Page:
Ooh, nice idea! So, if the bits of the whole group represent a valid Hamming code, everyone guesses wrong together. Otherwise, everyone passes except the one person who could bit-flip themselves into a Hamming code, who guesses correctly. and since there are n non-Hamming numbers for every valid Hamming number (since there are n ways to be off by 1 of the n bits), the chances of success are n out of n+1.

That’s very clever. Thanks for explaining!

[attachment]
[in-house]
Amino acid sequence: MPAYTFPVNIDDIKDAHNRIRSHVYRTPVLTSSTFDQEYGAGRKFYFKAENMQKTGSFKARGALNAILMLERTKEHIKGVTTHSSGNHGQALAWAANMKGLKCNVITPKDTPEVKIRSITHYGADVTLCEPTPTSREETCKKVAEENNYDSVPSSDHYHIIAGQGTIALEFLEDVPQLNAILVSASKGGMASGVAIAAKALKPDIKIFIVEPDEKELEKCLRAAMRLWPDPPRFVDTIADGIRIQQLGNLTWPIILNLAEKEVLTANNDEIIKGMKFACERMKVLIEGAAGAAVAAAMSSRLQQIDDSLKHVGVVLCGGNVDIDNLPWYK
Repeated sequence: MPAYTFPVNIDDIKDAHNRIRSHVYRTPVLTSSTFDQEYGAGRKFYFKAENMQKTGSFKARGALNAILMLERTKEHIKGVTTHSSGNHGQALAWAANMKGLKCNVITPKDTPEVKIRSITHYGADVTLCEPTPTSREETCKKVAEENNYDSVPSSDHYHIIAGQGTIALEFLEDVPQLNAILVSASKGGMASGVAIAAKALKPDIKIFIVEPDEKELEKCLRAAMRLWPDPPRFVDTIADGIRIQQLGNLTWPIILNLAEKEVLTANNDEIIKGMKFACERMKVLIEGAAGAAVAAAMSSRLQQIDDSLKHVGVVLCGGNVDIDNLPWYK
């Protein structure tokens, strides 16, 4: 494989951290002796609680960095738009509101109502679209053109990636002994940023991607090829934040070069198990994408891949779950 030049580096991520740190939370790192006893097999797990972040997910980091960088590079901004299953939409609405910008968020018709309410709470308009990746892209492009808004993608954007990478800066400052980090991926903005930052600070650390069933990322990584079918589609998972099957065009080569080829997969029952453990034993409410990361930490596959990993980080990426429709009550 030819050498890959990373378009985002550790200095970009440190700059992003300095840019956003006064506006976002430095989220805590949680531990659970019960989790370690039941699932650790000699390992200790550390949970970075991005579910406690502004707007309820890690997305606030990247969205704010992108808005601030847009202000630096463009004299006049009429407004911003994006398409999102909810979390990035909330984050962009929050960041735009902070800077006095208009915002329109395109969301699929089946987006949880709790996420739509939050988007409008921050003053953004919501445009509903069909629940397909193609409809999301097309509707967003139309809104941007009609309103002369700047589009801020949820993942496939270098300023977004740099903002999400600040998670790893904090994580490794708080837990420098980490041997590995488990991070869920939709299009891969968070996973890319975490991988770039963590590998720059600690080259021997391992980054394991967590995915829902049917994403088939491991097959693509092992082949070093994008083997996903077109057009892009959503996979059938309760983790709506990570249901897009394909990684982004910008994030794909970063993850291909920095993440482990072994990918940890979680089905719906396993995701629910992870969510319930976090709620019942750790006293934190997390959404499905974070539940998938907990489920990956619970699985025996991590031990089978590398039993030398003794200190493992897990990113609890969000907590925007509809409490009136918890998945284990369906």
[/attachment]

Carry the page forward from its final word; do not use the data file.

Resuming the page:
]]>The short explanation is that because the Hamming codes are perfect, all of the 2^n assignments of hats are either a codeword or within 1 flipped hat of a codeword. If you assign everyone a bit in the word, the algorithm is “if what I see could be a codeword, I set my bit so that it’s not a codeword”. Else, I pass. The only case where everyone passes is if you’re on a codeword, with probability 2^k/2^n which ends up being 2^(-r) e.g. 1/(n+1).

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